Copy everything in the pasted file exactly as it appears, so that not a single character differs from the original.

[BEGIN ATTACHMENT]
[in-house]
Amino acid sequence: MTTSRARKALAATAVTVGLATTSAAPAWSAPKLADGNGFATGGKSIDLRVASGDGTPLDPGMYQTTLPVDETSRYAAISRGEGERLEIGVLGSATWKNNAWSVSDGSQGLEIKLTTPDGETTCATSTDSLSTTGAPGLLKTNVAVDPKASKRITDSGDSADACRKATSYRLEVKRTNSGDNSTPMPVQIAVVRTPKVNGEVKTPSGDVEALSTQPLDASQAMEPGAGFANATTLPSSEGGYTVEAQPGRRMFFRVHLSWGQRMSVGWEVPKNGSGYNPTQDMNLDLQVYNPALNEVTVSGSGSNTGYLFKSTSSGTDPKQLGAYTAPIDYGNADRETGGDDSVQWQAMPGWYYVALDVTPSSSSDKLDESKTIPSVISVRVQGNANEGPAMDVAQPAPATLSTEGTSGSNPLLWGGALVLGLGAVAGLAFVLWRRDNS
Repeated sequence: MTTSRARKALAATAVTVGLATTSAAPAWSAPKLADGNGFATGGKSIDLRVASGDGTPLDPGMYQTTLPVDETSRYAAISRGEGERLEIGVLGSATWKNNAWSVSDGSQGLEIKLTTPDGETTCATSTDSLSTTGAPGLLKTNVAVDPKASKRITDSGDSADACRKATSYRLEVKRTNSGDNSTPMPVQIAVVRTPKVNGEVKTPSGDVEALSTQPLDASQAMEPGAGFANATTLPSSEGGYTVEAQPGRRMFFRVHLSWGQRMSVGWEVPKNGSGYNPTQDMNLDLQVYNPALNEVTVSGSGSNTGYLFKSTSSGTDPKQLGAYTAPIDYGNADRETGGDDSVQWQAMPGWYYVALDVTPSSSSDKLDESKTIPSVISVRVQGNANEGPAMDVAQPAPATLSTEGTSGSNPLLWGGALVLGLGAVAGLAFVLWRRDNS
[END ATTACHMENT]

[in-house]
Amino acid sequence: MTTSRARKALAATAVTVGLATTSAAPAWSAPKLADGNGFATGGKSIDLRVASGDGTPLDPGMYQTTLPVDETSRYAAISRGEGERLEIGVLGSATWKNNAWSVSDGSQGLEIKLTTPDGETTCATSTDSLSTTGAPGLLKTNVAVDPKASKRITDSGDSADACRKATSYRLEVKRTNSGDNSTPMPVQIAVVRTPKVNGEVKTPSGDVEALSTQPLDASQAMEPGAGFANATTLPSSEGGYTVEAQPGRRMFFRVHLSWGQRMSVGWEVPKNGSGYNPTQDMNLDLQVYNPALNEVTVSGSGSNTGYLFKSTSSGTDPKQLGAYTAPIDYGNADRETGGDDSVQWQAMPGWYYVALDVTPSSSSDKLDESKTIPSVISVRVQGNANEGPAMDVAQPAPATLSTEGTSGSNPLLWGGALVLGLGAVAGLAFVLWRRDNS
Repeated sequence: MTTSRARKALAATAVTVGLATTSAAPAWSAPKLADGNGFATGGKSIDLRVASGDGTPLDPGMYQTTLPVDETSRYAAISRGEGERLEIGVLGSATWKNNAWSVSDGSQGLEIKLTTPDGETTCATSTDSLSTTGAPGLLKTNVAVDPKASKRITDSGDSADACRKATSYRLEVKRTNSGDNSTPMPVQIAVVRTPKVNGEVKTPSGDVEALSTQPLDASQAMEPGAGFANATTLPSSEGGYTVEAQPGRRMFFRVHLSWGQRMSVGWEVPKNGSGYNPTQDMNLDLQVYNPALNEVTVSGSGSNTGYLFKSTSSGTDPKQLGAYTAPIDYGNADRETGGDDSVQWQAMPGWYYVALDVTPSSSSDKLDESKTIPSVISVRVQGNANEGPAMDVAQPAPATLSTEGTSGSNPLLWGGALVLGLGAVAGLAFVLWRRDNS